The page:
Who said that? Something as sick as that? Why, Glenda Jackson, love, on stage at the Aldwych in 1966 for the Royal Shakespeare Company as part of a semi-improvised show about responses to the Vietnam War (which war Kurt Vonnegut Juniors described at the time as a rehearsal for the more ruthless wars to come). It was called US…as in United States, of course, but also as in “us.”

Two things about it are remarkable, I think. One, is that the fantasy of Bringing the War Home isn’t just confined to the terrorists. That punishment of comfortable people whose political elites send the bombers to the Vietnams and the Afghanistans of the world while they enjoy a meal in a nice restaurant, that visceral violent application of the reality principle, that, (in the eyes of the terrorists) moral, aesthetic and educational act…was quite imaginable to the self-aware and guilty liberal conscience that is as much part of an English Country Garden as are the hyacinths. The other thing is, that in 1966, the idea that “it could come here” was exactly that. A fantasy. Something that might be wished, but was never going to actually happen.

Example Two : People Like Us

A young, attractive, light-skinned Arab woman takes off her veil. She looks at herself in the mirror, applying make up. Her mother does her hair in a fashionable style. She looks at herself. She seems unfamiliar.

She dresses in a fashionable suit with a short skirt, ready for a night out. She looks at herself again. She’ll do. She’ll pass for white.

She makes her way down the steep, delipidated, narrow medieval streets of the Arab Town towards the checkpoint where French soldiers get to decide which of the Arabs, workers or party goers, gain entrance to the European Town, that nice level piece of developable terrain where new beachfront hotels look on to the gleaming Mediterranean.

She breathes hard. But she gets through. The soldier smiles at her cooly. She bats her mascara’d eyes, flirts back at him as he lets her through. He watches her ass appreciatively as she sashays down to a beachfront bar.

Where young, attractive people, people like us, are enjoying themselves to the sound of a sixties jukebox. She looks at them. They seem nice. And she is one of them. They look just like her. We see thought pass over her face. She makes a decision, an individual moral decision based only in part on the collective identity as one of the “others” that she took off with her anonymizing veil just moments before.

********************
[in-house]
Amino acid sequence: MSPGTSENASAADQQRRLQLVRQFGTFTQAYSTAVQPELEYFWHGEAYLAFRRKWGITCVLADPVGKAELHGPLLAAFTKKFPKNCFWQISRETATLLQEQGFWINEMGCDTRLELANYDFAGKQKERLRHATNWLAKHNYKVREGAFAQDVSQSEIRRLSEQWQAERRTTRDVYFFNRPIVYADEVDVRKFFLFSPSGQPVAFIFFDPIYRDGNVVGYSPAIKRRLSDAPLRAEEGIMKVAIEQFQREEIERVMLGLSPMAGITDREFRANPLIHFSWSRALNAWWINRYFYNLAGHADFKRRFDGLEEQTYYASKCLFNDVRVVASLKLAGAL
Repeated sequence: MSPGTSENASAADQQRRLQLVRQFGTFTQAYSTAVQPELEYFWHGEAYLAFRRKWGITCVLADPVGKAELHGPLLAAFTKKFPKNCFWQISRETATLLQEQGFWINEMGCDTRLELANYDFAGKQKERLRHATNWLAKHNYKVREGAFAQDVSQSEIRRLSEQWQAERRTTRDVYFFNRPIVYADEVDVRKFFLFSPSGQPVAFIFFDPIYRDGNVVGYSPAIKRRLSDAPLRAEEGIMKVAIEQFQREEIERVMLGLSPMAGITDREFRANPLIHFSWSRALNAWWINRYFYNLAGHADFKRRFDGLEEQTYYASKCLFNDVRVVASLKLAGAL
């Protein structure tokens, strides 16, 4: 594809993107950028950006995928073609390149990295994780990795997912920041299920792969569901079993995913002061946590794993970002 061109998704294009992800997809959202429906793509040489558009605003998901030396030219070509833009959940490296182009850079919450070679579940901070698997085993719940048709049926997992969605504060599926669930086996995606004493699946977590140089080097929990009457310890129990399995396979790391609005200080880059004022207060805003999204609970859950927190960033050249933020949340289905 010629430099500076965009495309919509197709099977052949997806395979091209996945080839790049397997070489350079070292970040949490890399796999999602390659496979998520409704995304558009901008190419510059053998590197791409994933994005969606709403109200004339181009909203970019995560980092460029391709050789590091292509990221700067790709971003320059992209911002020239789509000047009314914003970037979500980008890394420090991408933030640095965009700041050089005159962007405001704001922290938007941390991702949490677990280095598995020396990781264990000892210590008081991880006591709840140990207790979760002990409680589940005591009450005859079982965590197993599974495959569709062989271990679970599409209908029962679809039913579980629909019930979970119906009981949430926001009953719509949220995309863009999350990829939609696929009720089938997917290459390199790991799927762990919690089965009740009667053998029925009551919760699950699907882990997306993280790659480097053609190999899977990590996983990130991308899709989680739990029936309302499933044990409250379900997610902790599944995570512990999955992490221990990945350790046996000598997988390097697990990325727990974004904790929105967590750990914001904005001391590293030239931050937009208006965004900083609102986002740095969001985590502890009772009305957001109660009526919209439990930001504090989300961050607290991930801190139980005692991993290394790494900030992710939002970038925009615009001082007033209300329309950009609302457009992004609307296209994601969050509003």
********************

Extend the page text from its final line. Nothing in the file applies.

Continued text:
She leaves her handbag tucked under the table. She walks out of the bar.

The handbag explodes, sending showers of glass and formica shrapnel through the attractive bodies of people like us. The young Arab woman stands across the road, impassive, sparing herself no detail of the pain and shattering on innocence she has just inflicted.

The music swells.

A contemporary posting on You Tube from Islamic State or the Taliban? By no means. That is a scene from Gillo Pontecorvo’s brilliant “The Battle of Algiers” from 1966. The music is by Ennio Morricone.

It got three Oscar nominations, a BAFTA United Nations Award and a Golden Lion at the Venice Film Festival. It is described by The Observer as “One of the most remarkable films of all time.”
I thoroughly recommend it if you haven’t already got the DVD.

Am I saying that all these institutions foster terrorism? The RSC? Glenda Jackson? The Oscar Committee? Bafta? The Observer, for God’s sake!

No. But it has always been easier to portray the complex humanity of terrorism when it was somebody else’s problem. Even when, in the 1950s and 60s…not so long ago, really…it was a bit of a problem for the French.

Example Three: I’ll Be Back

Besides, I doubt very much whether any of the British and French-born terrorists were (or are) familiar with the more esoteric reaches of Art Cinema and state subsidized theatre. But I’m willing to bet that every single one of them has seen Terminator.

Where an invulnerable robot from the future, without conscience, absolutely secure in his/its purpose, wreaks satisfying havoc on police stations and shopping malls. Where that kind of mastery of life and death can be safely enjoyed, just as it is in computer games.